Bob was a neighbor of my aunts when they lived outside Eureka, Missouri and a consummate horseman as you can see. He would have been a cowboy, but there wasn't much to that as a career anymore. Weekdays, he drove to Indianapolis and picked up a tractor-trailer rig, drove a load to California and back, then drove to Eureka an hour west of St Louis. Some weekends, he would then drive to Oklahoma to punch cows with some friends who stayed with the life.
A lot of people have recorded it, but my favorite version of "Night Rider's Lament which always reminds me of him is Nanci Griffith's (a duet with Don Edwards) that you can hear here: http://www.youtube.com/watch?v=tADS_eWkG3A
His wife Joanie was a champion barrel racer who worked a cattle auction during the week. One weekend he returned home to hear something snuffling in the downstairs closet. Someone had brought an achondroplastic dwarf bull to the auction instead of euthanizing it on the ranch as is normal at the birth of what cattlemen call a "Snorter Dwarf." (Skull deformation make the animal breathe stertorously.) Joanie could not stand to let it be killed. So she named it Butch and raised it in the house until it got too big and then turned it out in an orchard pasture.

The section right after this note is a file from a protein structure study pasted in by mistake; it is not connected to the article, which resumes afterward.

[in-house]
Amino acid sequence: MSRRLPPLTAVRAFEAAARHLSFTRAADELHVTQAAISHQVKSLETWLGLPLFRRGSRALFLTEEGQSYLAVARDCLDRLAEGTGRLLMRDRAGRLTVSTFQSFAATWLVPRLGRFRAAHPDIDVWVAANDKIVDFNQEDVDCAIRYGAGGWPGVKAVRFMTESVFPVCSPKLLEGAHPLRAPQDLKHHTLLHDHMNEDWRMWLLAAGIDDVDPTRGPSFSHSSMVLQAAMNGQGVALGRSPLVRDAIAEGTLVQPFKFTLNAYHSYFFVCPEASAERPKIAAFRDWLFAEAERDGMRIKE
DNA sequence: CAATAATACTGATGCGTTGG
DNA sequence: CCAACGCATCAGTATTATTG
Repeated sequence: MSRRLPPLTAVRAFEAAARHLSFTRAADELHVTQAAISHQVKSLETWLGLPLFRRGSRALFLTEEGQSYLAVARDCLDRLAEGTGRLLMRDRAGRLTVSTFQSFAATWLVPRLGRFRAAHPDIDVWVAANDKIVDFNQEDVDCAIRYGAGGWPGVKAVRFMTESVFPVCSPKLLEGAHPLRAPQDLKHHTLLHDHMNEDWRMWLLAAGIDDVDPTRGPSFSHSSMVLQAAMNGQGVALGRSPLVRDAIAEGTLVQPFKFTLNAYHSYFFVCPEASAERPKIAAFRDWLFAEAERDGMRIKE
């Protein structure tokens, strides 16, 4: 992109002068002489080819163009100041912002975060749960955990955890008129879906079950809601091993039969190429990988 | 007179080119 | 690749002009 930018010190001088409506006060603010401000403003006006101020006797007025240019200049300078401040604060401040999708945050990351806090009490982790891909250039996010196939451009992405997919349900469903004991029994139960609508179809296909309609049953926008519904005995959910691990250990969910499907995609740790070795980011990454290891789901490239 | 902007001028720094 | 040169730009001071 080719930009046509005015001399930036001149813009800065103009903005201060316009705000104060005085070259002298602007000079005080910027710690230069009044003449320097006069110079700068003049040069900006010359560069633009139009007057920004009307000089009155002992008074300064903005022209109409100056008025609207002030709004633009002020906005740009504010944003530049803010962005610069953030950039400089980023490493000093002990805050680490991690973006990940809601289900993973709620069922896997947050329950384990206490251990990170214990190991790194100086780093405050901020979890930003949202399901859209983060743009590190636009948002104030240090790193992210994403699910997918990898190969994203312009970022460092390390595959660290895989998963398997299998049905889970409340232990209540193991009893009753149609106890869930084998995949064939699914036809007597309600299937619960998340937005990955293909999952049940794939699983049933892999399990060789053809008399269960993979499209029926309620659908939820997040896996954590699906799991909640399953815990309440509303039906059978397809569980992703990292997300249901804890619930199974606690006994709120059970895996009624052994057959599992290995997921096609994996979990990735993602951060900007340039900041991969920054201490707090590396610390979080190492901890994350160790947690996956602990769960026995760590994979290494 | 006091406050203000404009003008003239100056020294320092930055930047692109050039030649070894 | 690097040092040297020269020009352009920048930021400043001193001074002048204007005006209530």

The reason most cattle are easy to move around is that they mostly have only encountered humans as towering figures on horseback. Butch did not see things that way and weighed well over 1000 pounds.
One night we heard screaming in the orchard pasture, probably a bobcat in retrospect, but they have a godawful scream so I went down from my aunts' place and he came up from theirs. Whatever it was, was gone, but it had angried up Butch's blood some and he treed us. I heard a lot of cowboy stories up in that tree 'til the sun came up and Butch lost interest.